Disaster, Climate Change, and Public Health: Building Social-Ecological Resilience

Peter R. Teahen, International Mass Fatalities Center; Dr. Vilia Tarvydas, University of Iowa; Dr. Lisa Lopez Levers, Duquesne University

The number of natural disasters worldwide is increasing, and many scientists have linked this with climate change (e.g., NASA, n.d.; O'Brien, O'Keefe, Rose, & Wisner, 2006; Thomalla, Downing, Spanger-Siegfried, Han, & Rockström, 2006). War and other armed conflict consistently have played in the realm of global disasters (Barnet & Adger, 2007; Leaning & Guha-Sapir, 2013; Reuveny 2007), as have migration (Reuveny 2007) and other development-related vulnerabilities (Haines, Kovats, Campbell-Lendrum, & Corvalan, 2006; Schipper & Pelling, 2006). Over the past 20 years, the number of recorded disasters has doubled from around 200 to more than 400 per year (UN, n.d.).

Climate change, especially when coupled with under development, environmental degradation and urbanization, is becoming a critical driver of disaster risk. People in developing countries already are bearing the brunt of increasingly frequent and intense floods, storms and droughts, and this burden is expected to increase over time. While poor people in poor countries disproportionately are affected by war and major disasters, the devastating legacy of disasters like Hurricane Katrina offers compelling evidence for the need for disaster preparedness and response. While disaster preparedness has become a key public health issue (Haines et al., 2006; Keim, 2008; Leaning & Guha-Sapir, 2013; McMichael, Woodruff, & Hales, 2006), it underscores the need for interdisciplinary considerations of assessment in this important arena (e.g., Füssel & Klein, 2006; Lindell & Prater, 2003).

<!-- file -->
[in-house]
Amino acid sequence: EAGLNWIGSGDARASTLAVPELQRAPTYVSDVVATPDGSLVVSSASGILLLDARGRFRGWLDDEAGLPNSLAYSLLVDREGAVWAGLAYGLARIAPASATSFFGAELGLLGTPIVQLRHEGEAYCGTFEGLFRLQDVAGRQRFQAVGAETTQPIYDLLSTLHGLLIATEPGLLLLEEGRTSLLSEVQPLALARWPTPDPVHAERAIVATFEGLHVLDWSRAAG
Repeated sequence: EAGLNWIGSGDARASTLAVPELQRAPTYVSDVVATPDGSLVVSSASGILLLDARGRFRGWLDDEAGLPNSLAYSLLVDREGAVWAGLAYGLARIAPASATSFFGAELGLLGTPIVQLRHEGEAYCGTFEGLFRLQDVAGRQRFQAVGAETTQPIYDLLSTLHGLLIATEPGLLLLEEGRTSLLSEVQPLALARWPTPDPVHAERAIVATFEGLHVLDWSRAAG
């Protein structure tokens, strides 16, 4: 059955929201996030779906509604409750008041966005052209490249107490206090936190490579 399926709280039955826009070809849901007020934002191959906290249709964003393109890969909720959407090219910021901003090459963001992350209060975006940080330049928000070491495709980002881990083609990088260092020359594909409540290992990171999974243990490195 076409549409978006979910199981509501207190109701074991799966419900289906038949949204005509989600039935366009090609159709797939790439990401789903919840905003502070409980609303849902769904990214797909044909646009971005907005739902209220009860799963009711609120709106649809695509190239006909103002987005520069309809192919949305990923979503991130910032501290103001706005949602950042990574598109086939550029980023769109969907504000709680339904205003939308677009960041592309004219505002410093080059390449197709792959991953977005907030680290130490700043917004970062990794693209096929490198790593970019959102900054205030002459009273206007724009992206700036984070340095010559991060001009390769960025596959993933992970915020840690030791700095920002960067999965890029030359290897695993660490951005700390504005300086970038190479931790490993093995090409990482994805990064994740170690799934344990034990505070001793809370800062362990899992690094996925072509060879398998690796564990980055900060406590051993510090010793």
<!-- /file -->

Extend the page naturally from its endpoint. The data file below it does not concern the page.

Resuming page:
Many are looking to social-ecological theories, interdisciplinary by nature, for solution-focused strategies to build resilient communities that are better prepared for disaster. The purpose of this paper is to integrate an interdisciplinary literature that illuminates how the above issues are linked. The presenters propose a model, based on the most relevant literature, that aligns pertinent disaster, climate change and public health concerns with a social-ecological perspective on response, community resilience and survival.